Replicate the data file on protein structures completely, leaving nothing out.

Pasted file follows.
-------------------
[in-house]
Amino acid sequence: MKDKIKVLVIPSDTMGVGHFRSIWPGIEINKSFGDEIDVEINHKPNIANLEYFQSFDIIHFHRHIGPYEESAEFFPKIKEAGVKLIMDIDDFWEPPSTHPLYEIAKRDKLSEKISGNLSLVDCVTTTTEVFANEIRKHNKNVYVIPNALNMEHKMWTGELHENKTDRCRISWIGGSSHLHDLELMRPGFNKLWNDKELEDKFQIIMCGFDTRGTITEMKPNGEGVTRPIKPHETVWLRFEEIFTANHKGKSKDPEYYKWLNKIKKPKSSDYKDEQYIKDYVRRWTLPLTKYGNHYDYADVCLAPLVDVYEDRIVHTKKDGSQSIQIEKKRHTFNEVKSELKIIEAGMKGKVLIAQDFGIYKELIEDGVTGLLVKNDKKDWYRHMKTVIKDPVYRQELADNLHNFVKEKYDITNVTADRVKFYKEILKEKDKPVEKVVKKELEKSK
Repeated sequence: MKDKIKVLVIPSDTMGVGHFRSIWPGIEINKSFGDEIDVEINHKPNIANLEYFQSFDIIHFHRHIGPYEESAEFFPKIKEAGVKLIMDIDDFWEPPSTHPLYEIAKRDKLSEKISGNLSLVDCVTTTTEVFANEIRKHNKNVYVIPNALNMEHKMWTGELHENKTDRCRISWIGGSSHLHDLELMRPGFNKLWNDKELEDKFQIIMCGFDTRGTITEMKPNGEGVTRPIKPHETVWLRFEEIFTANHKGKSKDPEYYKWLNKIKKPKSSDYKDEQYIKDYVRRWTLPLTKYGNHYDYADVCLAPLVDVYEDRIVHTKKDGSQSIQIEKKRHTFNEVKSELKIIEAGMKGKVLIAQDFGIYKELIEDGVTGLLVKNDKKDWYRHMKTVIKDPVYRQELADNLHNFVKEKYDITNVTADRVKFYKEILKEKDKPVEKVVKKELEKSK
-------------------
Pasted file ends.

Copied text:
[in-house]
Amino acid sequence: MKDKIKVLVIPSDTMGVGHFRSIWPGIEINKSFGDEIDVEINHKPNIANLEYFQSFDIIHFHRHIGPYEESAEFFPKIKEAGVKLIMDIDDFWEPPSTHPLYEIAKRDKLSEKISGNLSLVDCVTTTTEVFANEIRKHNKNVYVIPNALNMEHKMWTGELHENKTDRCRISWIGGSSHLHDLELMRPGFNKLWNDKELEDKFQIIMCGFDTRGTITEMKPNGEGVTRPIKPHETVWLRFEEIFTANHKGKSKDPEYYKWLNKIKKPKSSDYKDEQYIKDYVRRWTLPLTKYGNHYDYADVCLAPLVDVYEDRIVHTKKDGSQSIQIEKKRHTFNEVKSELKIIEAGMKGKVLIAQDFGIYKELIEDGVTGLLVKNDKKDWYRHMKTVIKDPVYRQELADNLHNFVKEKYDITNVTADRVKFYKEILKEKDKPVEKVVKKELEKSK
Repeated sequence: MKDKIKVLVIPSDTMGVGHFRSIWPGIEINKSFGDEIDVEINHKPNIANLEYFQSFDIIHFHRHIGPYEESAEFFPKIKEAGVKLIMDIDDFWEPPSTHPLYEIAKRDKLSEKISGNLSLVDCVTTTTEVFANEIRKHNKNVYVIPNALNMEHKMWTGELHENKTDRCRISWIGGSSHLHDLELMRPGFNKLWNDKELEDKFQIIMCGFDTRGTITEMKPNGEGVTRPIKPHETVWLRFEEIFTANHKGKSKDPEYYKWLNKIKKPKSSDYKDEQYIKDYVRRWTLPLTKYGNHYDYADVCLAPLVDVYEDRIVHTKKDGSQSIQIEKKRHTFNEVKSELKIIEAGMKGKVLIAQDFGIYKELIEDGVTGLLVKNDKKDWYRHMKTVIKDPVYRQELADNLHNFVKEKYDITNVTADRVKFYKEILKEKDKPVEKVVKKELEKSK